Ultimate recycling in Haiti

Going on a mission has been on my bucket list for years. I have always envied and admired missionaries — anyone who would drop everything, and, at some personal risk, go to a foreign country experiencing health, social or environmental needs and contribute.

When my husband died last year at age 52, it forced me to confront, among other things, my own death and, in turn and more importantly, made me focus more aggressively on how I want to live.

I had started attending Glen Acres Baptist Church in Waterloo (I was raised Anglican and it was by happenstance through my sister I found out about this Church). In a service during the spring of 2011, they showed a video clip from Daily Planet about how rubble from the 2010 devastating 7.0 earthquake was being recycled into new homes in Haiti.

I was more than intrigued. Being a Waste Management Coordinator with the Region of Waterloo, I was all about Reduce, Reuse, Recycle. So, this was the perfect mission to put my values and beliefs into action.

My 15 year old son agreed. We made inquiries, and officially joined the team. There were 13 other members; I was the only woman!

Excitement rose when the mission was scheduled for February 4 to 11, 2012. The team had preparation meetings through Canadian Baptist Ministries (CBM). There were fundraisers which the congregation supported, and my wonderful family and friends’ donations of money and advice (amidst their concern) were all welcomed.

We learned about Haiti — how the first nations people were decimated, colonialism and slavery, the struggle for independence, and political and natural disasters that seemingly prevent this beautiful country from having what we would consider good living conditions and economic stability.

The team filled 5 dump truck loads in one and a half days! A new record! Canadians are well-known for how hard we work. It takes 2 1/2 to 3 loads to fill a rubble home.

Currently, an estimated 500,000 people are still without homes from the last earthquake. Canadian Baptist Ministries is working with Conscience International and Haiti Replacement Homes and other organizations to build new homes out of the rubble through short-term missions like this one.

Fifteen of us few out of Toronto in the early hours of a chilly February 4 — nervous but enthused. By early afternoon, we landed in Port au Prince. Dennis, the CBM representative, was there and joined our team — his help in orientating and guiding us through the week was invaluable!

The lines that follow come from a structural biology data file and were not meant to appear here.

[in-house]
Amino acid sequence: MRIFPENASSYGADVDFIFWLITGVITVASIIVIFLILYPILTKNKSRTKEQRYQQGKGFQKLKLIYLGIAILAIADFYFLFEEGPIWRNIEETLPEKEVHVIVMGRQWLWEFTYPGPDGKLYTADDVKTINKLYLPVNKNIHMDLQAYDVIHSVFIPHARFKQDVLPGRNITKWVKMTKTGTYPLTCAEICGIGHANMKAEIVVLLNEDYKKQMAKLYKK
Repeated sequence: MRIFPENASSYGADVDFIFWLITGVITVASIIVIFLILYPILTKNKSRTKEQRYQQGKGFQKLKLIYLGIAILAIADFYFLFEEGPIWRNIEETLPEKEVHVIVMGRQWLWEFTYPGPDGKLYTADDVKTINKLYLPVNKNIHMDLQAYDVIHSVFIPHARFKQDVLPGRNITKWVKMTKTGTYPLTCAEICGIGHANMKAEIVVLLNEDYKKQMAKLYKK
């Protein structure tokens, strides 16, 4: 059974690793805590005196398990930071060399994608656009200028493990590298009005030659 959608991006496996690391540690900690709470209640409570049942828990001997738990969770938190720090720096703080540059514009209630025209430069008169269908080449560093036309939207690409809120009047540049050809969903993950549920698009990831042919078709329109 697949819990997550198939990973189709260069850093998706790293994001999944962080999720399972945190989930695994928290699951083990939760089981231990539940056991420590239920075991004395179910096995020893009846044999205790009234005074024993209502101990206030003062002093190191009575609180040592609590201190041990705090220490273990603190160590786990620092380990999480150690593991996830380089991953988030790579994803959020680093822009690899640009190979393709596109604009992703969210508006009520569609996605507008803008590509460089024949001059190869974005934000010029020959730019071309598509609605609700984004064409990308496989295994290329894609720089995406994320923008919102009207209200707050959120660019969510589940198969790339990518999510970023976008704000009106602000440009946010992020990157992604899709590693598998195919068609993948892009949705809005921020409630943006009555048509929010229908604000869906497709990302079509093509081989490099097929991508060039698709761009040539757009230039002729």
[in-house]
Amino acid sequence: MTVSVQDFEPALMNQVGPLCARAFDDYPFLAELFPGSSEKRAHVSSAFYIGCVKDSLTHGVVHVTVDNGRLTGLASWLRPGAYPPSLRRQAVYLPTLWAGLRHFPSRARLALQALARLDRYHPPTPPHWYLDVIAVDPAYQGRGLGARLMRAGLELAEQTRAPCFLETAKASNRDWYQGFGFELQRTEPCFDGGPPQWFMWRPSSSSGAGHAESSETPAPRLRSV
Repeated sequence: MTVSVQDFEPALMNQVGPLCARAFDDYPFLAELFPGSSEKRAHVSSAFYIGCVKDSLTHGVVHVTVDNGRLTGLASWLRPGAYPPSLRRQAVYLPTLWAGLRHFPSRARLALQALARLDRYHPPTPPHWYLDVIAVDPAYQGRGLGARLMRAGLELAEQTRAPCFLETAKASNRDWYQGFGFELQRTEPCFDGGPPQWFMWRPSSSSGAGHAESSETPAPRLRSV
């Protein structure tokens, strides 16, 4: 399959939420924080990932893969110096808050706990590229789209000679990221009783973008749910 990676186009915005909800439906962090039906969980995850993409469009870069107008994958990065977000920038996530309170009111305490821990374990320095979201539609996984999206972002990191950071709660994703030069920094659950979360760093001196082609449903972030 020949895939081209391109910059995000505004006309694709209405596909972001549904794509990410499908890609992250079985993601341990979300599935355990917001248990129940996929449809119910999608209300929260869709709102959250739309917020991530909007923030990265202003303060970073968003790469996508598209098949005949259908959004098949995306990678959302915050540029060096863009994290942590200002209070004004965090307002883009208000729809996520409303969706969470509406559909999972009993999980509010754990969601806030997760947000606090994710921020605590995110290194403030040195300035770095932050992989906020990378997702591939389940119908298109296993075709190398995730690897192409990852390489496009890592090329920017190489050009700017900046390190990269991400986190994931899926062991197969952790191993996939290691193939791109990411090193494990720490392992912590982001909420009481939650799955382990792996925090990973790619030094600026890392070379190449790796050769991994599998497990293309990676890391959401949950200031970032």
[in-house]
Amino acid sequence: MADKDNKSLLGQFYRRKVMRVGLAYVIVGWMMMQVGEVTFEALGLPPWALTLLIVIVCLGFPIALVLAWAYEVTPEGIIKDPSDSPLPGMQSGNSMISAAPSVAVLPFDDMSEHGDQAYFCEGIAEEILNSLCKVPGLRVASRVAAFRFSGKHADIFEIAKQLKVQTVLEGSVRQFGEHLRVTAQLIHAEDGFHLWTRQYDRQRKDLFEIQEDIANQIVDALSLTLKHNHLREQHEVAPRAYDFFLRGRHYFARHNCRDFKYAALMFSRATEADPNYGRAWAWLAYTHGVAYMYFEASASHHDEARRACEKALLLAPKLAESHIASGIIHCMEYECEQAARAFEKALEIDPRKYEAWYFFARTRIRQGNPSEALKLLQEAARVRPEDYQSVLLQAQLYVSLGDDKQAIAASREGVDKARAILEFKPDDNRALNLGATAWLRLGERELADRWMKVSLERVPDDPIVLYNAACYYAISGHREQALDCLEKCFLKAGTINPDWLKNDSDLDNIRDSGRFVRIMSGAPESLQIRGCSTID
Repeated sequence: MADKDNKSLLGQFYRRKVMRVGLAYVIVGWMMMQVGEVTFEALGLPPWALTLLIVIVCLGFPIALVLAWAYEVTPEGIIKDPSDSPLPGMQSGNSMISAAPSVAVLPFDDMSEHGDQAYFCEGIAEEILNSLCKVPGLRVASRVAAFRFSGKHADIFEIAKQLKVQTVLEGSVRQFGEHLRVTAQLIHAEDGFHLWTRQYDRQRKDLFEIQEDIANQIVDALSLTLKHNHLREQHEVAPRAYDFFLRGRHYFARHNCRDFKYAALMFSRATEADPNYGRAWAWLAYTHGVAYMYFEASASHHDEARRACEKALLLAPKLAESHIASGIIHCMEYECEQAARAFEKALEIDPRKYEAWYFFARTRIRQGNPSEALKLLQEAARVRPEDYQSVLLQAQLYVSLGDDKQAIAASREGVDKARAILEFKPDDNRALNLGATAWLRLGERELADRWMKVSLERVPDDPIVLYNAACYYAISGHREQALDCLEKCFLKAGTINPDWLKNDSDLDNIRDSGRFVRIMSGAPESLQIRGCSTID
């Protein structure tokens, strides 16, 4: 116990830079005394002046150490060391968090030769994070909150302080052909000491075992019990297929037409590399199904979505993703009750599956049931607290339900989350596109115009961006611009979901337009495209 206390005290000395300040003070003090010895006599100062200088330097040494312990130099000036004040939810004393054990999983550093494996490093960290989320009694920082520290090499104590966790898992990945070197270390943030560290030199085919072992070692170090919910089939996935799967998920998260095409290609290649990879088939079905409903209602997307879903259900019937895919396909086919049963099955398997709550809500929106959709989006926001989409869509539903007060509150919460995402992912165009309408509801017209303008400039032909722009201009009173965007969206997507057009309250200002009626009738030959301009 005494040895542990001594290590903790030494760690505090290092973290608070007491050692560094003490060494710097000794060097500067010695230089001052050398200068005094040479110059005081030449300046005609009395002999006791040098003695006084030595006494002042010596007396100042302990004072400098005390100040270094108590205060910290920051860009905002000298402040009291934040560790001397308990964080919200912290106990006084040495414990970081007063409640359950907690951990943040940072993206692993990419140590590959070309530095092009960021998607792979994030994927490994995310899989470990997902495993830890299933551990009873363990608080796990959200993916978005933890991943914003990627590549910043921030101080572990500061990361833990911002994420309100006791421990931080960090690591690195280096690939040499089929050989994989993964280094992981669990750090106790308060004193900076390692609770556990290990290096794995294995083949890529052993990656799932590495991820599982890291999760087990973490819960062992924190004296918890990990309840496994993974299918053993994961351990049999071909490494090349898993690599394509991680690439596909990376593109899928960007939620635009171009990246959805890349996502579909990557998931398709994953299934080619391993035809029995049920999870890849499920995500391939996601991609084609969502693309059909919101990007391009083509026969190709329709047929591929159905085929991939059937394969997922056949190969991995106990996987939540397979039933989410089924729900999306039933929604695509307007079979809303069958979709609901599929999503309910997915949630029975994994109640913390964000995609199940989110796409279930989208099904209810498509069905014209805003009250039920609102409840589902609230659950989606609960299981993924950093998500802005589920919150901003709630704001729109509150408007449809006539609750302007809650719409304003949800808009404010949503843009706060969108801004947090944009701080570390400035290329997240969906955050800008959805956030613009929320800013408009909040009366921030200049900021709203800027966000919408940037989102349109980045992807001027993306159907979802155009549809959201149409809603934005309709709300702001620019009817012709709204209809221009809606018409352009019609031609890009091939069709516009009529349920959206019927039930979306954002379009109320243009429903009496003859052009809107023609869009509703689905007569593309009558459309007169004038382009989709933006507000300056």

While I had never been anywhere tropical and had never been to a developing country — I felt like I was home. The chaotic, noisy airport, the congested streets and fast, disorderly driving fascinated me. When the bus’ drive-shaft fell out and the “10-minute” repair took over an hour, it was not only a good introduction to the Haitian sense of project management and their resourcefulness (how they got the parts, welded the bus and got it going again I’ll never know) but was also an excellent opportunity to take things in – cattle being driven down the city streets, mountainous landscape, exchanging smiles of passersby.

It was dark when we arrived at our compound in Grand Goave, the epicentre of the 2010 earthquake. Our accommodations exceeded our expectations — we had flush toilets, cold water showers, tasty Haitian food, netted windows, electric fans, and even internet on some days.

Filling walls with rubble.

During the week, our team worked on various stages of several rubble homes. We filled five dump trucks of rubble using five gallon pails; made, installed, and filled three of the four walls for a new home; screened sand for cement; and planned and dug the foundation for another home. The weather was hot, the work was hard and dusty, but our effort was worth it. Gabriel, a senior, who is the owner of the home for which we completed the walls, has been living in difficult conditions under a tarp for the last two years. (Although my team didn’t quite finish his home due to supply and time issues, it is finished now.)